Title: Prodigal Son
Series: Frankenstein #1
Author: Dean Koontz
Rating: 3.5 of 5 Stars
Genre: Urban Fantasy
Pages: 498
Format: Digital edition

 

Synopsis:

Deucalion, otherwise known as Frankenstein’s Monster, has been hanging out at some Zen Buddhist Monk Temple Mountain Retreat kind of place. But when Victor Frankenstein, now known as Victor Helios, appears on the scene, Deucalion knows that Victor is continuing his attempts to create a new breed of humanity and replace the old with the new.

At the same time, a mass murderer has appeared and this gets the New Orleans PD involved. Carson O’Connor, the sole caretaker of her younger autistic brother, is partnered up with Michael Maddison. They are the chief detectives and their goal is to bring this scumbag to justice.

Both of these events overlap. Can Deucalion put a stop to Victor’s plan to exterminate humanity and can Carson find a killer who kills for the perfect body part? One of these gets answered and the other will take the rest of the series to answer.

 

My Thoughts:

I would classify this as an urban fantasy police procedural.

Deucalion’s part is much smaller than I had hoped. He starts the ball rolling but then just kind of disappears. Koontz writes at the beginning that he started this whole project for a tv show and it really shows. When things moved over to Carson and the serial murderer side of things, I felt like I was reading a detective murder tv show.

In many ways I felt like this had the supernatural side of things that was missing from Koontz’s Odd Thomas series. Victor Helios is truly one scary guy and while he’s supposedly dabbling in super science, it really comes across as “magic”. Victor is cruel, intelligent, ruthless and so dedicated to his view of Materialism that it blinds him to anything else. This introduces certain flaws into his character and weakness that can be exploited.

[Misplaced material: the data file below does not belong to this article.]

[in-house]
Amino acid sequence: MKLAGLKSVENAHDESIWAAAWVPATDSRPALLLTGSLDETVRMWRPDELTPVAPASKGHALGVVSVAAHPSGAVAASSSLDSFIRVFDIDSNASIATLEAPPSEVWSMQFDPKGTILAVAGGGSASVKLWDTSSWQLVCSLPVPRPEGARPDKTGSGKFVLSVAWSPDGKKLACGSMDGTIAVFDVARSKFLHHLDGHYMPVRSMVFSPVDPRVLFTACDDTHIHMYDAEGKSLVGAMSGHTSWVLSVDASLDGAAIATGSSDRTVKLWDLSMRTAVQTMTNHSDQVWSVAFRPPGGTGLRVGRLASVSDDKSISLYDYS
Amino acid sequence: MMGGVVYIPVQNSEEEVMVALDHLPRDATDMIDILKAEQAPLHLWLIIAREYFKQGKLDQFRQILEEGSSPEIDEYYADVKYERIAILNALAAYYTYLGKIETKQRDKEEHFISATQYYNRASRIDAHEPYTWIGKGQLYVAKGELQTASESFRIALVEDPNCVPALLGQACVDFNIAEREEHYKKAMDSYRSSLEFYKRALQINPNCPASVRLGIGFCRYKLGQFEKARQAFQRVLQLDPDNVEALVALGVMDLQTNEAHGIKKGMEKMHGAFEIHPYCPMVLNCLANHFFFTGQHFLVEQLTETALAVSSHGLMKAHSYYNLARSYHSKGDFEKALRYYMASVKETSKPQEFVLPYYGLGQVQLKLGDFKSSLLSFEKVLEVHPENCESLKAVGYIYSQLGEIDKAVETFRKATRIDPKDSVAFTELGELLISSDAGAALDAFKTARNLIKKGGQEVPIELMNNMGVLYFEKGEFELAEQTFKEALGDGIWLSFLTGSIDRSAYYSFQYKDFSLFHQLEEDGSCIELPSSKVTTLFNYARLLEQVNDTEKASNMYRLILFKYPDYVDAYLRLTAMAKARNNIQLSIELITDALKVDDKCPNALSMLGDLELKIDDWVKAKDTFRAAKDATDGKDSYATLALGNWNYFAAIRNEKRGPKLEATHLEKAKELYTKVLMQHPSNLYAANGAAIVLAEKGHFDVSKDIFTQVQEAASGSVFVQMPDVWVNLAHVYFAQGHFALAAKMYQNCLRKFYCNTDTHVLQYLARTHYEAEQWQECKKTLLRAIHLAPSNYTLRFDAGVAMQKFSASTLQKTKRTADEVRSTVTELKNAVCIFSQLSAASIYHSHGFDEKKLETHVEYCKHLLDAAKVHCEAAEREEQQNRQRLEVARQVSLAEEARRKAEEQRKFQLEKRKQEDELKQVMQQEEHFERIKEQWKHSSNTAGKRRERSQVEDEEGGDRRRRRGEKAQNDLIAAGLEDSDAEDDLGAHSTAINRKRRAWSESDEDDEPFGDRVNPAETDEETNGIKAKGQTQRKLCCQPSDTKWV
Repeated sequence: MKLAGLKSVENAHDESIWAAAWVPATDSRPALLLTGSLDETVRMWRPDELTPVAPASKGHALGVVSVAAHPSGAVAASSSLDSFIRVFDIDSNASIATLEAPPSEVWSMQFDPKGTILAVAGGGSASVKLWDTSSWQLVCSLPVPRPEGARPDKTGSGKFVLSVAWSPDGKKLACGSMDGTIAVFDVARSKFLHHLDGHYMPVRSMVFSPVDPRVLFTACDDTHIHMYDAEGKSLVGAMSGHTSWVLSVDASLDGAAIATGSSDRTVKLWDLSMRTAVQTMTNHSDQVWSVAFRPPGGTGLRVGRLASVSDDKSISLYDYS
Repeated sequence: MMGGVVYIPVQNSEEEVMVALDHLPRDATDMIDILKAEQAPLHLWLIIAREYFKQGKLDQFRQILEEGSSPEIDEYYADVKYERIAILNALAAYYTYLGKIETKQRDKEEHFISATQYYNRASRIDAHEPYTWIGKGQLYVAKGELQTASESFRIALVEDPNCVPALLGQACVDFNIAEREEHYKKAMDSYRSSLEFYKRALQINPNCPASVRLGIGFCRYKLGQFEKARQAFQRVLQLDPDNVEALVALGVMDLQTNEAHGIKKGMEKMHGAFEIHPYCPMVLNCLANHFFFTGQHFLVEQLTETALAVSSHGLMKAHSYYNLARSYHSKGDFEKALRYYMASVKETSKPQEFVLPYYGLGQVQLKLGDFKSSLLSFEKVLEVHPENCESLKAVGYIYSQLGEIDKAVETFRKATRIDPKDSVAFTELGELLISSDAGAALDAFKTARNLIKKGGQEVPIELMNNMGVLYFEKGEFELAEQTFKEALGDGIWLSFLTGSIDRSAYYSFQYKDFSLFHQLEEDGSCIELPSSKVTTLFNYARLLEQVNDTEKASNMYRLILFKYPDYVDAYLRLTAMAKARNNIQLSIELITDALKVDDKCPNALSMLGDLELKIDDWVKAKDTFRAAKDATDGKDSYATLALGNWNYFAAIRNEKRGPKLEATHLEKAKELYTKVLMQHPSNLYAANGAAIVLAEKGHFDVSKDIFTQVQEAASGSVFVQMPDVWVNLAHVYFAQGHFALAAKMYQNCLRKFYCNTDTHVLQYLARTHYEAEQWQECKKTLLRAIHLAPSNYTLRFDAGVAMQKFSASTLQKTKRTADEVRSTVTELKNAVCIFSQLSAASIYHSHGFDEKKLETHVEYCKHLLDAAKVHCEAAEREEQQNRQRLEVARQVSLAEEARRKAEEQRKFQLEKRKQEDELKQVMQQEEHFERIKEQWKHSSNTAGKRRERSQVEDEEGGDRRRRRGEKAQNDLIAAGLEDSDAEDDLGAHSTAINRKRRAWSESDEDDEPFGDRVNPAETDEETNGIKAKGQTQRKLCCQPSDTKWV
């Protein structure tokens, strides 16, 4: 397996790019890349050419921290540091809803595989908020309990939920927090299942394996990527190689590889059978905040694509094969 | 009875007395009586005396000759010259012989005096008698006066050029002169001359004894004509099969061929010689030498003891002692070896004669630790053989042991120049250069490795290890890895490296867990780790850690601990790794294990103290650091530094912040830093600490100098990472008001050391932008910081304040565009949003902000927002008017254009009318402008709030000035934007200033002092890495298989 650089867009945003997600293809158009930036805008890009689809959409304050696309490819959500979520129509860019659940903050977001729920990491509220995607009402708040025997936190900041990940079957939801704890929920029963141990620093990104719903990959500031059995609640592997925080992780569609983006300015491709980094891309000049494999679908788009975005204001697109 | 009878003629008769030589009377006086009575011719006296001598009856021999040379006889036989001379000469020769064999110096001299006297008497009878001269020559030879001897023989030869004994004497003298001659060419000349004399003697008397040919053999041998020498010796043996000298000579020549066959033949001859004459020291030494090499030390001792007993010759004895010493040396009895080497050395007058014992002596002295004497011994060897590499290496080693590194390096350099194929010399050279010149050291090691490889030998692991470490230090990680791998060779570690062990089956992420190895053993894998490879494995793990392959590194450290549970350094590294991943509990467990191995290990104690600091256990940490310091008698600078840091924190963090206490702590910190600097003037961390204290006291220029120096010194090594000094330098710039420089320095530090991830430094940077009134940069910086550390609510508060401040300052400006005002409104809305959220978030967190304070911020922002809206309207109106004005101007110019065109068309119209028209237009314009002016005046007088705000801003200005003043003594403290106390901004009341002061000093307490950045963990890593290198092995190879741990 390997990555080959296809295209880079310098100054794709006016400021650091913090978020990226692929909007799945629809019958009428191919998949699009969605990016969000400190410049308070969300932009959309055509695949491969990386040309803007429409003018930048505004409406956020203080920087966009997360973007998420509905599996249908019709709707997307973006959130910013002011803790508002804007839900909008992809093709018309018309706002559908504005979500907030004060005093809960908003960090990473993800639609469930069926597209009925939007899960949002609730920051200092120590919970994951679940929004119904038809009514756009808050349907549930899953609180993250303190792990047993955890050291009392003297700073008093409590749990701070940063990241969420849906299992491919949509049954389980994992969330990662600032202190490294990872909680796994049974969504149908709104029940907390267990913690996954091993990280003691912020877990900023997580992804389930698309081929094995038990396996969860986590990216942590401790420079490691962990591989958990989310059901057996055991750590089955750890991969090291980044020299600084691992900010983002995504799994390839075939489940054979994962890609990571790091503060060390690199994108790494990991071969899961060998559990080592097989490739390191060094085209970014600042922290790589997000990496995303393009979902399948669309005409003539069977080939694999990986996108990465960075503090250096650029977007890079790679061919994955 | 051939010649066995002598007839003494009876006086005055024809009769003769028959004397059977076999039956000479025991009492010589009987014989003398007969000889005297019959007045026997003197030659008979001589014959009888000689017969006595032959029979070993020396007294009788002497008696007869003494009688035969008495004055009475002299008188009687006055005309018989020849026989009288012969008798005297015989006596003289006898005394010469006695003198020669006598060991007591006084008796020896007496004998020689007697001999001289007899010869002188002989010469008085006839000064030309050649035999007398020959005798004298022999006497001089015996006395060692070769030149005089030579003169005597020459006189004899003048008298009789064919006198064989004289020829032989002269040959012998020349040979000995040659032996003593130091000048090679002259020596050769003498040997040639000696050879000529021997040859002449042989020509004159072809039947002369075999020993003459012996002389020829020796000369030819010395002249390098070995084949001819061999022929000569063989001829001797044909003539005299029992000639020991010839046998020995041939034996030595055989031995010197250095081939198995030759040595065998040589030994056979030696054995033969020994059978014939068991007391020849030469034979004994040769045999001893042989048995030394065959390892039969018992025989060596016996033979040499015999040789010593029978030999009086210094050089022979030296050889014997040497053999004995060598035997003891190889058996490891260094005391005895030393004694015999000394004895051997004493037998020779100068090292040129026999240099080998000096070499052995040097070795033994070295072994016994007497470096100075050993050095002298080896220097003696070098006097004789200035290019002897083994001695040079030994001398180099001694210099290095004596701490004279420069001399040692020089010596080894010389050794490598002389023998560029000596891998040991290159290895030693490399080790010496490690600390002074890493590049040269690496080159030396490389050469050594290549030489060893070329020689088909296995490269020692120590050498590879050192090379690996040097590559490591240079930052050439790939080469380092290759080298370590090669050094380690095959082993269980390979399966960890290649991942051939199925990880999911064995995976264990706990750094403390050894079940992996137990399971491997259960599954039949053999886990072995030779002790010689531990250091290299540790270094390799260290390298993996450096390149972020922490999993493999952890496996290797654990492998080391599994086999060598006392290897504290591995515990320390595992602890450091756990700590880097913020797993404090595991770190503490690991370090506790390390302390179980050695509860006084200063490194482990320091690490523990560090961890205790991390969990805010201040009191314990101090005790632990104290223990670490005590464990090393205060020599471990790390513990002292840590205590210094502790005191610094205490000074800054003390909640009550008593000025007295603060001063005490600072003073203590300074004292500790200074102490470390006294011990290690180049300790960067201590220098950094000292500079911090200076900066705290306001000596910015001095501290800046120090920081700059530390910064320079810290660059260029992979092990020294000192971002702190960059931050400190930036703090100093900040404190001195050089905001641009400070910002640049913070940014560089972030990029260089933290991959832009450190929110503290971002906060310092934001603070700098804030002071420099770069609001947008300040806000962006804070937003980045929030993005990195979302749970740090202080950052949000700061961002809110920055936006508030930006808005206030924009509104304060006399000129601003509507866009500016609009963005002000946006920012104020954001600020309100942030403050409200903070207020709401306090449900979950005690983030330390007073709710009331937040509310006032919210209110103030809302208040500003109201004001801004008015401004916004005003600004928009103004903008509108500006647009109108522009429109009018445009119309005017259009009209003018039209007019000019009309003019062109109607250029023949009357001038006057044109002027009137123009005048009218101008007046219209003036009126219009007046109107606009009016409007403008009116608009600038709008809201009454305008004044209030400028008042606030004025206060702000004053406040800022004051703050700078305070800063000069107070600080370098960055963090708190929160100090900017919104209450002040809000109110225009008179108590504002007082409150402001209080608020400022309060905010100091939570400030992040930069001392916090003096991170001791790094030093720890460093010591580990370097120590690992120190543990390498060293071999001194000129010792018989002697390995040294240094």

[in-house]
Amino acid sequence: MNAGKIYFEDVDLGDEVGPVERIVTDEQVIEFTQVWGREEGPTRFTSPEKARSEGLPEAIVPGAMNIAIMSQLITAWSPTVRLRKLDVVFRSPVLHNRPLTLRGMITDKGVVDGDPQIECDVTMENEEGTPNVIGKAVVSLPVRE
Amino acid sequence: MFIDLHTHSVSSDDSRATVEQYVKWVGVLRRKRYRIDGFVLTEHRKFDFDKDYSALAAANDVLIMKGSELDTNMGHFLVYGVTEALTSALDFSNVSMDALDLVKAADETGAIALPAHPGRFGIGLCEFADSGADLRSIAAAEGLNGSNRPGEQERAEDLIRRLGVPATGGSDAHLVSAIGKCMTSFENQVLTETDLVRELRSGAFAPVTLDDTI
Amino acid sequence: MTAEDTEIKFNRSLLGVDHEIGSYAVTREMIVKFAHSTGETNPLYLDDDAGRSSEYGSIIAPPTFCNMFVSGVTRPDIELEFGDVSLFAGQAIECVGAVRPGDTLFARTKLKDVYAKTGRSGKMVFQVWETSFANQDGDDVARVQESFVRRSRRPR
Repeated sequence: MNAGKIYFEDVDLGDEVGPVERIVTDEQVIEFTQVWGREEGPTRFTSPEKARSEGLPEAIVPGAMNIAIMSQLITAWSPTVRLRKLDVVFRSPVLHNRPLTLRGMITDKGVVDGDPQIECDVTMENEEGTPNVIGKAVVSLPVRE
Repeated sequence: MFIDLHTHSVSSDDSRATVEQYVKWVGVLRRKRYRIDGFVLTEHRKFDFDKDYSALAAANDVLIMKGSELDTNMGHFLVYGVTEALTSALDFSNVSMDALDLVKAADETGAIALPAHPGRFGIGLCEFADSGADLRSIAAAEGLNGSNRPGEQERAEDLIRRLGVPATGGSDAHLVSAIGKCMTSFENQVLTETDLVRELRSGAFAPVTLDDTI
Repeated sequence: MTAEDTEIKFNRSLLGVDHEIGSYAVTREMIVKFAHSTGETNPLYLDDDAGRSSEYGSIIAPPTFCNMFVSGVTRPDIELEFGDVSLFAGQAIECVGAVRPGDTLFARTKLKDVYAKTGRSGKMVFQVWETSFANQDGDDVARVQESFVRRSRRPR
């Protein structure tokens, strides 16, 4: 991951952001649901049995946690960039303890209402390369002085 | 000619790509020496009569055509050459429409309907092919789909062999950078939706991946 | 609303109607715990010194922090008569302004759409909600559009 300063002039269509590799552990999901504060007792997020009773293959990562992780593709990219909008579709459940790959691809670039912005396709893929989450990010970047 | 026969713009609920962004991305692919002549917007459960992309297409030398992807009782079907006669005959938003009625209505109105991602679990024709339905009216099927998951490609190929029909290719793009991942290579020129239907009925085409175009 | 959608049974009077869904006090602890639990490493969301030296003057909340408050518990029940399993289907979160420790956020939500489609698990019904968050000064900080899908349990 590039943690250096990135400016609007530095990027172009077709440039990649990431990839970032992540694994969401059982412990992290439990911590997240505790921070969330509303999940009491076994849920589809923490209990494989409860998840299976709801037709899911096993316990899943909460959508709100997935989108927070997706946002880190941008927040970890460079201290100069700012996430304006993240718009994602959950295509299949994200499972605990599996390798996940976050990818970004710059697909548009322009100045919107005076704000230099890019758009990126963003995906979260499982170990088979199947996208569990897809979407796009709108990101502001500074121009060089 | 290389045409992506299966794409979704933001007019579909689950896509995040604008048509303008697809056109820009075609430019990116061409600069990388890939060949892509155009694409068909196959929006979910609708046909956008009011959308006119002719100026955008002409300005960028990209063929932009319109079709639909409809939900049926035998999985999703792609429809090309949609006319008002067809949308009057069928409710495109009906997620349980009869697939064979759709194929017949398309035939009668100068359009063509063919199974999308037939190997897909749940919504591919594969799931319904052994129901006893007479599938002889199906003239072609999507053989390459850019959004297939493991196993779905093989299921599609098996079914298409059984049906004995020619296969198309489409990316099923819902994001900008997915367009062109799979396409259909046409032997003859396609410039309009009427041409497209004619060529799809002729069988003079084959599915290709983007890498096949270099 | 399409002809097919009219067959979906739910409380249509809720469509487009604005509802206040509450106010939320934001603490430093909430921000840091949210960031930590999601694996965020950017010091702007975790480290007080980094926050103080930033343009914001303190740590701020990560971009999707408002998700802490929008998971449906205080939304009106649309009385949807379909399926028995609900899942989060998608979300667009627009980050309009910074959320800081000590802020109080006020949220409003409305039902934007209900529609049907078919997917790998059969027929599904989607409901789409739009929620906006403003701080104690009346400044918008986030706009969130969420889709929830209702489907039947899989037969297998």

There is a much longer story arc going on. I liked that the serial murder case was solved. It gave a good ending so I felt like I had actually finished a book. Yet the arc dealing with Victor and his plans to overthrow humanity seems big enough to fill the rest of the series with no problem.

I enjoyed my time reading this and look forward to the rest of the series. This is my second foray into Koontz territory and so far I’m pretty pleased. I always thought of him as second rate Stephen King horror wannabe but these books are showing me just how wrong I was. He’s writing some good thrillers.

★★★☆½

bookstooge

 

 

Disciple of the Wind (Fated Blades #3)

4aead39a3709b49364d78e03a6dd3775This review is written with a GPL 3.0 license and the rights contained therein shall supersede all TOS by any and all websites in regards to copying and sharing without proper authorization and permissions. Crossposted at Bookstooge.booklikes.blogspot.wordpress.leafmarks.com & Bookstooge’s Reviews on the Road Facebook Group by Bookstooge’s Exalted Permission.

Title: Disciple of the Wind

Series: Fated Blades

Author: Steve Bein

Rating: 4 of 5 Stars

Genre: Police Procedural

Pages: 528

 

 

Synopsis:

2 storylines this time around instead of 3. Thankful for that.

 

Modern Day:

Mariko must continue to hunt down Joko Daishi, the insane but genius mastermind who is the Leader of the Divine Wind. Only she has to do it on her own, as she’s been kicked out of the police force. And it turns out there is another group interested in bringing down the Divine Wind. Only Mariko isn’t sure she can work with this new group.

 

Historical:

Daigoro is still on the run from Shichio but now a mistress of politics and intrigue, Nene, enters the fray, hoping to lure them both to a mutual destruction for political gain for her husband. Can Daigoro survive Nene, Shichio AND the backstabbing of former allies?

And a mystical blade, one that gives immortality, is mixed up in it all.